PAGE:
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Capturing that magic swimming feeling

Not all swims are created equal. Some days the water is light and gentle and swimming is easy. If you want to swim fast, your effort is rewarded with speed. If you want to focus on technique, your timing is perfect and everything falls into place. If you want to relax, the water feels soft and cool against your skin. Swimming like this is one of the things that keeps drawing us back to the water.
But it’s not always like this. Sometimes the water is heavy. Every ripple on the surface is timed to hit your mouth just as you breathe. When you put in more effort to speed up, nothing happens except your arms hurt. You can’t find the right rhythm.
It’s easy to credit or blame external factors for these changes in how we feel about swimming. Swimming outside is conducive to feeling good in the water, which is one of the reasons we love it. Last week I was lucky enough to take a dip in the new swimming pond at King’s Cross. Everyone in the water had a big grin across their face, despite the chill and rain.
Swimming in a public session in a crowded, overheated pool is likely to have the opposite effect. If you’re suffering from lane rage, your chance of a pleasant swim is close to zero.
But there are ways to help capture that special swimming feeling, even when circumstances are conspiring against us.
Swimmers will often set objectives for each time they enter the water. These might be to complete a particular training set and hit some target times, to spend an hour working on a particular aspect of technique or to splash around for a while and then enjoy a piece of cake with some friends. Here’s a new one you can add: try to capture the magic of swimming.
The other day I took my daughter to a club training session. The club had booked two lanes of the pool, which meant the rest of the pool was open to the public so I had the opportunity to get in the water too. However, a third lane was being used by a group for a charity swim, which left one single lane for lap swimming and a double lane for everyone else. The double lane was full of teenagers doing crazy stunts such as backward somersaults into the water (why they’re allowed to do that but I’m not allowed to use paddles doesn’t make sense but that’s another topic). The single lane, which was marked as ‘fast lane’, had about five swimmers in it doing very slow breaststroke. The pool was noisy, smelly, hot and less than pristinely clean. In terms of doing any serious swimming, it doesn’t get much worse.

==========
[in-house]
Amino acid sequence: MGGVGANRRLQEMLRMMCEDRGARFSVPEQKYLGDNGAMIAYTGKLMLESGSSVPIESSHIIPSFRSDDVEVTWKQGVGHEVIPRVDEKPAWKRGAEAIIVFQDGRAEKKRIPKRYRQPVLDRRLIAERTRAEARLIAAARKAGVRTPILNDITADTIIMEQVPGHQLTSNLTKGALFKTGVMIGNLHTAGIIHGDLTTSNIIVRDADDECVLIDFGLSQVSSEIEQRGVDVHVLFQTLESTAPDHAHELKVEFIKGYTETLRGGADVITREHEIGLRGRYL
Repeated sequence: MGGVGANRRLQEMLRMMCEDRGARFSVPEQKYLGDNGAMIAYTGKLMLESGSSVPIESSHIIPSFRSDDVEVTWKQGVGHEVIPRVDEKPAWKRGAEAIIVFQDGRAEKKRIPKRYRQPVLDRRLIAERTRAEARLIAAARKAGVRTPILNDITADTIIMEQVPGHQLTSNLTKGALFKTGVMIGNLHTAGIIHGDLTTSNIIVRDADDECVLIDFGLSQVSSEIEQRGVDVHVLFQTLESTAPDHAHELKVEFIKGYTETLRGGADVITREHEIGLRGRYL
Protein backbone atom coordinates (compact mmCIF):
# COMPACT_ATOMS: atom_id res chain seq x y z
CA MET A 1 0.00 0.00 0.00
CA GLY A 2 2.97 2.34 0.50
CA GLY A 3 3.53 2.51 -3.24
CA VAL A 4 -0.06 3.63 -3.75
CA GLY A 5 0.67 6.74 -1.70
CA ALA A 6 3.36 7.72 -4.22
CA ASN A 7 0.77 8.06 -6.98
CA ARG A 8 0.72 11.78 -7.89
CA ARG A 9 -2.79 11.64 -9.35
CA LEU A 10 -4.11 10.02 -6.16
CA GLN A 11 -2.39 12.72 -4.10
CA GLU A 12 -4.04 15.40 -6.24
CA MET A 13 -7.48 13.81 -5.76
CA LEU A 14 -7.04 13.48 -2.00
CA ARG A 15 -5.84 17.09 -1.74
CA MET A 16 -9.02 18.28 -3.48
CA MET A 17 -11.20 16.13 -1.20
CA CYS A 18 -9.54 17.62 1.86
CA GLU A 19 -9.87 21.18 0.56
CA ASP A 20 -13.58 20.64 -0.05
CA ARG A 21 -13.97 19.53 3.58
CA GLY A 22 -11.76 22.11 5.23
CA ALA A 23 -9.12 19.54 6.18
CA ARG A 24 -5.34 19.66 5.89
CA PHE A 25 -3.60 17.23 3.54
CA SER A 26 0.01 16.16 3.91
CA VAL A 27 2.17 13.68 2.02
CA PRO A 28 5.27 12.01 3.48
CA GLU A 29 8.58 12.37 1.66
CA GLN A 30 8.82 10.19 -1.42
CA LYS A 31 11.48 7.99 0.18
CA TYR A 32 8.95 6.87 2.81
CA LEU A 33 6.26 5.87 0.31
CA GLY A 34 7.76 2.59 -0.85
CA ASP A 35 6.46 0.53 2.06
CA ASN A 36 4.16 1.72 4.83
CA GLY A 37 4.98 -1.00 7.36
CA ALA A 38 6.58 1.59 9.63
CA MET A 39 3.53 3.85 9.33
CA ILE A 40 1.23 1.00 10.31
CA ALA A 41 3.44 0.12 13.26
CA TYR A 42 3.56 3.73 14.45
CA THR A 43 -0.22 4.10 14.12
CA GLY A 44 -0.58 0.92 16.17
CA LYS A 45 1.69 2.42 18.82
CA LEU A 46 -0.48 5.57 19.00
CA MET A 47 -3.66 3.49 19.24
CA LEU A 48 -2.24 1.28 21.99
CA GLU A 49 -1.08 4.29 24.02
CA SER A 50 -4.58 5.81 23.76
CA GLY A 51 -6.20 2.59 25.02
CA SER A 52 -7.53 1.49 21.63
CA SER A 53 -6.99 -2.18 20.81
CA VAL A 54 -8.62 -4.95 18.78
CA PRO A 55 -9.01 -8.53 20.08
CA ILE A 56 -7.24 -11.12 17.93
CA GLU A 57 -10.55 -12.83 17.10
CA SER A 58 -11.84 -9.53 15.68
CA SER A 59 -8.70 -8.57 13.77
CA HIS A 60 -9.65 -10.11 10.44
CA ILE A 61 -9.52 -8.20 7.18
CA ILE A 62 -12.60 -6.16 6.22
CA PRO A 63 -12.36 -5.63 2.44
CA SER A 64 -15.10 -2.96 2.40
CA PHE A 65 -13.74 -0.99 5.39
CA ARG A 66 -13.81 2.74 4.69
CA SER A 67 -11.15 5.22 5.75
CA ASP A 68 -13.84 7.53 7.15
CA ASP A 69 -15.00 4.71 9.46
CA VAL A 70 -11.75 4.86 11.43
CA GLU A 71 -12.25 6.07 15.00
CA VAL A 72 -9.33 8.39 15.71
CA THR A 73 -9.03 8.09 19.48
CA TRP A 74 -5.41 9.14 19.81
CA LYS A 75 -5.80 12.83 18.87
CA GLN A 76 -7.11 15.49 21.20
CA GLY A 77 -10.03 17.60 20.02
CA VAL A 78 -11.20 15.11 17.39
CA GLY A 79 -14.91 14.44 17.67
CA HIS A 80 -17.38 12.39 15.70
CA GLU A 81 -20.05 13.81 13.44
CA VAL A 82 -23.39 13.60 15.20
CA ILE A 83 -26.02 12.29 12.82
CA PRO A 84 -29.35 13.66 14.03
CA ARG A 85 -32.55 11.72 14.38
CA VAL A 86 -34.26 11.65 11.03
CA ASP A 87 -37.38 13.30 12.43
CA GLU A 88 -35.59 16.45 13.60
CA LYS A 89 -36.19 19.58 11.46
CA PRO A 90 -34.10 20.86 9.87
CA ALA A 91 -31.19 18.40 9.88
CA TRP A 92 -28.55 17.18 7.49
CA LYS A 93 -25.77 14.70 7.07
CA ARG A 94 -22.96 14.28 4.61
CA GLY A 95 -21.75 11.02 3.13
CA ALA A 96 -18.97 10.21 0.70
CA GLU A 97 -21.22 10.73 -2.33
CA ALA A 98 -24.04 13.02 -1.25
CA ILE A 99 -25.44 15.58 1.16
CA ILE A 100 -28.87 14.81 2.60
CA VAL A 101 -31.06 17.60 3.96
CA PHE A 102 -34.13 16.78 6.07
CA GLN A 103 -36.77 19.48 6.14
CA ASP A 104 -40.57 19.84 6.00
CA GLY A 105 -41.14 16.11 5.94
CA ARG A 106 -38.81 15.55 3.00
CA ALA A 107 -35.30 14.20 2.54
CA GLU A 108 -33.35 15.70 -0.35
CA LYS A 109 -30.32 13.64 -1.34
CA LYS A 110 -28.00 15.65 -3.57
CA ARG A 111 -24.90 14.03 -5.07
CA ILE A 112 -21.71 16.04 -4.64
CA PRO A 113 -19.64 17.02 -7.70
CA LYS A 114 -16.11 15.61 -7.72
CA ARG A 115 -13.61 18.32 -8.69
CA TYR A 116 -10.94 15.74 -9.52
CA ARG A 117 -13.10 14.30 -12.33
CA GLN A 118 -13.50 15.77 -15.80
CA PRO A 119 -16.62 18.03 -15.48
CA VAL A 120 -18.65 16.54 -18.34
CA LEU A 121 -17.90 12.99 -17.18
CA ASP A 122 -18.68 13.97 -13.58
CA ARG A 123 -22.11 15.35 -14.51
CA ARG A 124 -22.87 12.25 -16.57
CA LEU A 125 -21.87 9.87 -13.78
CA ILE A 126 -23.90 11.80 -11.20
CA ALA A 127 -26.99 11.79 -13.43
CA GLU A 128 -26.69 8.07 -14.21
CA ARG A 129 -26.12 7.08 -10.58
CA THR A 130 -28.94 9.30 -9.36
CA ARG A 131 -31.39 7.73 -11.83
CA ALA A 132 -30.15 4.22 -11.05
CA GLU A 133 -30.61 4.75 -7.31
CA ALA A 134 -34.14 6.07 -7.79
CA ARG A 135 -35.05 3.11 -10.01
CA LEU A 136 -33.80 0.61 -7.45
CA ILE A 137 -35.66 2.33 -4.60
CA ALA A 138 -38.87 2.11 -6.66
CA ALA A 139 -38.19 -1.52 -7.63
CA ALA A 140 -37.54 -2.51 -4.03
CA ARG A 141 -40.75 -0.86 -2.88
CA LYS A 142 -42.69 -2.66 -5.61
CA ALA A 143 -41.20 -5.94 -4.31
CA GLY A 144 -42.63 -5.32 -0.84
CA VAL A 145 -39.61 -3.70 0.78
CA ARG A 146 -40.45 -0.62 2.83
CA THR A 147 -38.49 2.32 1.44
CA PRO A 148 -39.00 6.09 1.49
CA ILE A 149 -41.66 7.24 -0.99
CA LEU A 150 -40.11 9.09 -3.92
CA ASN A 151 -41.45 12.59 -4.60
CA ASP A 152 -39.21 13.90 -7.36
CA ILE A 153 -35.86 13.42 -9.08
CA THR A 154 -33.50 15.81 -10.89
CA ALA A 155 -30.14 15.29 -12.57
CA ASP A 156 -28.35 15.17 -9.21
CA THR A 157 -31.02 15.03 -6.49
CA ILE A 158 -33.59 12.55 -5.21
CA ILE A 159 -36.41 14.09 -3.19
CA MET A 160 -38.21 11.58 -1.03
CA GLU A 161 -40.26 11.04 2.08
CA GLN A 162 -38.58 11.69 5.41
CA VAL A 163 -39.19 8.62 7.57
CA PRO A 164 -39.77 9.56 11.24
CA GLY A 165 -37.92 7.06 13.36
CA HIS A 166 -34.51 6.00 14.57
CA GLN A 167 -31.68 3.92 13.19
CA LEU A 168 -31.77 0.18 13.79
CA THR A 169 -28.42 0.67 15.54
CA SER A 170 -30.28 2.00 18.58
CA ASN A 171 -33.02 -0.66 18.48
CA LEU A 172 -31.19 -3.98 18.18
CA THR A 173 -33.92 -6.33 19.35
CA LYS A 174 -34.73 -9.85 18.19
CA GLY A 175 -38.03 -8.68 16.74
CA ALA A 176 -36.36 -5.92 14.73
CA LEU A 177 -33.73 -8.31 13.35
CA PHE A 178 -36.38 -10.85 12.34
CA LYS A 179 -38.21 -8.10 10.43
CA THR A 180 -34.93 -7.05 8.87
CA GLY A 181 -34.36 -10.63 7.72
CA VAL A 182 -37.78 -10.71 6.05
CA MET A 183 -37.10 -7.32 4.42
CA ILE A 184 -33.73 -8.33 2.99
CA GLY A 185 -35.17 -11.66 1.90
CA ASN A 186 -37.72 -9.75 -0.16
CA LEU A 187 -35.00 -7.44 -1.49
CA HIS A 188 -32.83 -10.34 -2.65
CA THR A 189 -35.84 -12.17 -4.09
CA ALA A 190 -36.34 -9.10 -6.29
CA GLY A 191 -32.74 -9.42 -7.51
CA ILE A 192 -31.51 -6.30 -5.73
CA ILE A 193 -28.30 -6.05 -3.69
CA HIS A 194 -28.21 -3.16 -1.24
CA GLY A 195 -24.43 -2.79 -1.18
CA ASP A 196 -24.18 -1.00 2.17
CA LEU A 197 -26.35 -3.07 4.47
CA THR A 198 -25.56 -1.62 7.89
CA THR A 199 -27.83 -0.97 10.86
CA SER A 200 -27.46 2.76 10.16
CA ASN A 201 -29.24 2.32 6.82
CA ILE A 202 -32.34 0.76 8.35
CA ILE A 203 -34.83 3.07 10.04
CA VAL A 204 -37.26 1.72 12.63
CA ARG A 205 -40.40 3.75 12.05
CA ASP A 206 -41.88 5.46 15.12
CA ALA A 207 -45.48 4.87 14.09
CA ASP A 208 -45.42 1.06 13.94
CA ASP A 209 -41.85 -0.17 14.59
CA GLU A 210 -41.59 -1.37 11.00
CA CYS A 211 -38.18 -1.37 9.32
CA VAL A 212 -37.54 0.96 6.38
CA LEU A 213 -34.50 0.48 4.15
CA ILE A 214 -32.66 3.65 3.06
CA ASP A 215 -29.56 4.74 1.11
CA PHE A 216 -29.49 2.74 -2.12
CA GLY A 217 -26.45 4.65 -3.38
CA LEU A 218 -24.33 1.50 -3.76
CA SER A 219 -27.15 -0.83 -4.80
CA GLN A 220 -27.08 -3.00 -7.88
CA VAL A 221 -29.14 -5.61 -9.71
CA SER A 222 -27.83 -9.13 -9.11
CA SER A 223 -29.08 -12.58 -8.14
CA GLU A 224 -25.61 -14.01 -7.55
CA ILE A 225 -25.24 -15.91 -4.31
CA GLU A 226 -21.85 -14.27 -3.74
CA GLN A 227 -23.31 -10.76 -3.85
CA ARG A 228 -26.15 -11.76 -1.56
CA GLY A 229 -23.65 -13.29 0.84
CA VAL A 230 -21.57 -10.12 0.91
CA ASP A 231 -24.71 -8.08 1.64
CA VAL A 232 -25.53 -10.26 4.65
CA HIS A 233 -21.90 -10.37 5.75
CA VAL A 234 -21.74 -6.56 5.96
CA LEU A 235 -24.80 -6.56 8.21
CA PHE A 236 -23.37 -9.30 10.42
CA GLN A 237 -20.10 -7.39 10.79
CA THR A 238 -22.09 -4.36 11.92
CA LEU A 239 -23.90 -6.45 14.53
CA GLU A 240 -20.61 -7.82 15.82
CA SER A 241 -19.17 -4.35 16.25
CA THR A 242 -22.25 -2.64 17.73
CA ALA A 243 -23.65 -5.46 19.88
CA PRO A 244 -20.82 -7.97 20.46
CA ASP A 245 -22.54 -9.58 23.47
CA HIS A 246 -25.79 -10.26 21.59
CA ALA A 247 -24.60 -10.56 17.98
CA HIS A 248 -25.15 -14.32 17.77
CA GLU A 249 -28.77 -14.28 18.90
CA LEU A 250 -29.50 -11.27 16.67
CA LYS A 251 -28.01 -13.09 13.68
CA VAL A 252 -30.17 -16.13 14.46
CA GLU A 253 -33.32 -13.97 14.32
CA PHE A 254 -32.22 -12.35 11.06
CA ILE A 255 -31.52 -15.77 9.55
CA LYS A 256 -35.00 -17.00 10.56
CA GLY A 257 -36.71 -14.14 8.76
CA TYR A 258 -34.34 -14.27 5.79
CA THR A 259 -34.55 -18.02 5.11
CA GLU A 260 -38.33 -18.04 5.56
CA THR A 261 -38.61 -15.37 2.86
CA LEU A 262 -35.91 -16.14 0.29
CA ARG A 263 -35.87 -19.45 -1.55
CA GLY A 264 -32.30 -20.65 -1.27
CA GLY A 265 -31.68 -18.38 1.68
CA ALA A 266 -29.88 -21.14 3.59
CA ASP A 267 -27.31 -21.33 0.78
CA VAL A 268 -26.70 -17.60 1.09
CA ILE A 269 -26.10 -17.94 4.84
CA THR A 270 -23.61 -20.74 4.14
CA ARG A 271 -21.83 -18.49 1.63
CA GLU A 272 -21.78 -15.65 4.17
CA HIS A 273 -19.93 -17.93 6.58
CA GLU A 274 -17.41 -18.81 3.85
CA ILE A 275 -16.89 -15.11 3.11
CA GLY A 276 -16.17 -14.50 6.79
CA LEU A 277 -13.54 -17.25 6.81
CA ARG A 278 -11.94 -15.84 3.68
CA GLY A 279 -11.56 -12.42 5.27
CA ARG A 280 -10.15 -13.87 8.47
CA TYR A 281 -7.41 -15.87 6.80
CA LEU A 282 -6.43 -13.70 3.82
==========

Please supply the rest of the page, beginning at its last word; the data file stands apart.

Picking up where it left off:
Still, rather than sit and wait for my daughter’s class to finish I swam anyway, and decided I wanted to have an enjoyable swimming experience despite the conditions. This meant dropping all plans for any interval training and making the best of the situation.
I think the first rule for having an enjoyable swim is therefore to enter the water with the right attitude. The second, is to not spoil anyone else’s swim or cause resentment from the other swimmers – somehow those bad feelings only come back to ruin your swim.
The next thing to recognise is that your ability to change the behaviour of other people using the lane is extremely limited. There are a lot of lane rage blog posts out there with all sorts of suggestions for what other people should do – move aside for faster swimmers, understand that a gentle tap on the toes is not a sexual assault but a signal that someone wants to overtake, change lanes etc. – but is it really worth the effort trying to get other people to comply with your way of thinking about how public swimming should work?
I decided to relax, to swim calmly and adjust to the surroundings. When I had space to swim a full length front crawl, I did so. I even managed a couple of sprints. When I couldn’t, I did drills, or breaststroke or sometimes just flipped on my back, kicked my legs gently and enjoyed the support of the water (and even that was faster than some of the other people in the lane). It wasn’t a training session, but it was still an enjoyable swim with a few moments of swimming magic.
You don’t need to wait for swimming magic to happen to you; you can actively seek it.
Image: the swimming pond at King’s Cross